The Council recognises that climate change is one of the world’s biggest challenges and will join other authorities in declaring a Climate Emergency in October. Achieving net zero carbon emissions by 2030 will require a significant step change in the way the Council operates.
The move is part of the Council’s Vision Carbon Zero, an ambition for the borough to be carbon neutral by 2040, 10 years ahead of the government target. The Council will support and work with businesses, residents and local organisations to continue cutting emissions at pace.
To support the wider community to reach for carbon-neutral by 2040 the Council will consider environmental impacts when making all decisions.
Cem Kemahli, Lead Member for Environment said:
“Some councils have declared a climate emergency without giving tangible actions. We will be a carbon neutral council by 2030, beating the government’s national target by 20 years.
“The borough has made major progress, with emissions dropping by 40 per cent since 2005, but we know there is more to do. We want all of Kensington and Chelsea to aim for net-zero by 2040. We will help the community to get there, but it’s also going to need new funding, resources and powers from Government and the Mayor of London.”
The local authority will take fast action to help end its contribution to global warming, leading by example to significantly reduce emissions by:
- Upgrading energy efficiency in all Council-owned buildings
- Retrofitting the Council’s housing stock to make homes energy efficient and making all new domestic developments net-zero carbon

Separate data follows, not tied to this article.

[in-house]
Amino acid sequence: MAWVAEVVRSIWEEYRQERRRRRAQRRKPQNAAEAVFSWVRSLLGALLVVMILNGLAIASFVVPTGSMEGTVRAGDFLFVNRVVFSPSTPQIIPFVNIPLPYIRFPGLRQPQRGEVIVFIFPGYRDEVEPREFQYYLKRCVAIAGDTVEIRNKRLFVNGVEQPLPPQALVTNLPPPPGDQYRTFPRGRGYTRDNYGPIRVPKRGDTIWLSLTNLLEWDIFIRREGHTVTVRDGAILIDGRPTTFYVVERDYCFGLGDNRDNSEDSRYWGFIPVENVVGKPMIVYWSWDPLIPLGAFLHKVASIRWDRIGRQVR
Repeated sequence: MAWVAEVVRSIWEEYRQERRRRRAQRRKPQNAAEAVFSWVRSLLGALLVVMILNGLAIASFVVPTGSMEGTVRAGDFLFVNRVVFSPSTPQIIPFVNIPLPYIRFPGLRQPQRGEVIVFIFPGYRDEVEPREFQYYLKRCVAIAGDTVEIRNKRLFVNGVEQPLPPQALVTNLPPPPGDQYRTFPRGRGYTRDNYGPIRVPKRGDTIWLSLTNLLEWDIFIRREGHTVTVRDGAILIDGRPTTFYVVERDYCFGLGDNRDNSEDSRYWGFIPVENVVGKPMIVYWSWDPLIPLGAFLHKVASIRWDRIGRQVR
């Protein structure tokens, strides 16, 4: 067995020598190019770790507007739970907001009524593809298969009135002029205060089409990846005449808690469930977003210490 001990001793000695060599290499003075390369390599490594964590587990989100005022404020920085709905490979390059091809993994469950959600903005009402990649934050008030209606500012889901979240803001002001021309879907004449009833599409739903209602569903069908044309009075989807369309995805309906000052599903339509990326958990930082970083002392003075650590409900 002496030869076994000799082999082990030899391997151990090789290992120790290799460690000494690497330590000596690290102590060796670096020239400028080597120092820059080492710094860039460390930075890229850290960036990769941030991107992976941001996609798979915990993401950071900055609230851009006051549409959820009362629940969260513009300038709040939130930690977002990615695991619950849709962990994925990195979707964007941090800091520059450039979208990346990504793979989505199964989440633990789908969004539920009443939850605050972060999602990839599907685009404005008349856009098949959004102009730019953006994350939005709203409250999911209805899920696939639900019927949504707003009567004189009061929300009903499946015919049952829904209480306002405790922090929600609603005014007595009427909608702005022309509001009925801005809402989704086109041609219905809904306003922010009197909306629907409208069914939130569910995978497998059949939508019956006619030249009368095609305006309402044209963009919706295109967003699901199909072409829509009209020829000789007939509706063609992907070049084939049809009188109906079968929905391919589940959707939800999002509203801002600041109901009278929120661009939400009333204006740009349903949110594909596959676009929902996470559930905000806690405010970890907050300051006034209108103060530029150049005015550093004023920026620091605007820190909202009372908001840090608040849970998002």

- Investing in low emission, hybrid and electric vehicles for the Council’s fleet, from bin lorries to housing and parks maintenance cars
- Encouraging staff to cycle and walk on their commute and between meetings
- Developing more community energy schemes
Businesses across Kensington and Chelsea have played a huge role in tackling climate change, cutting their own emissions by 47 per cent since 2005. However, they still account for half the borough’s total emissions.
Businesses and organisations around the borough are making their own commitments to tackle climate change.
Tim Butler, Managing Director of South Kensington Estates Ltd.
“South Kensington Estates is embarking on an ambitious journey to reduce its environmental impact and we welcome the support of RBKC in meeting the challenges we face retrofitting our beautiful Victorian buildings and greening our urban estate. Our plans to be carbon neutral by 2030 depend on collaboration and courage, working with customers and neighbours to save energy, reduce waste and use less water; and introduce more trees and green spaces into our streets to improve air quality and provide cooling.”
Kensington and Chelsea’s respected institutions are contributing ideas on how we can create the technologies and designs that will help tackle climate change in the future.
Earlier this month the V&A, Imperial College, Science Museum, Imperial College and Brompton Design District and the Royal College of Art teamed up for the Exhibition Road Day of Design, hosting free events to explore the role of design in tackling climate change.
Emily Candler, Executive Director at Discover South Kensington said:
“London’s arts and science district was founded to foster innovation, promote debate and address the key challenges facing society. The Day of Design on Exhibition Road did just this, encouraging visitors to explore the role of design in fostering new ideas and changing attitudes towards food consumption, energy use and waste management. It was great to hear the lively discussion as visitors and climate change experts discussed solutions to the challenge of climate change.”
Kensington and Chelsea is taking part in Solar Together which offers residents the opportunity to sign up to a group-buying scheme for solar panels, encouraging suppliers to offer better deals. Residents who would like to make a move towards renewable energy can sign up for free with no obligation by 22 October.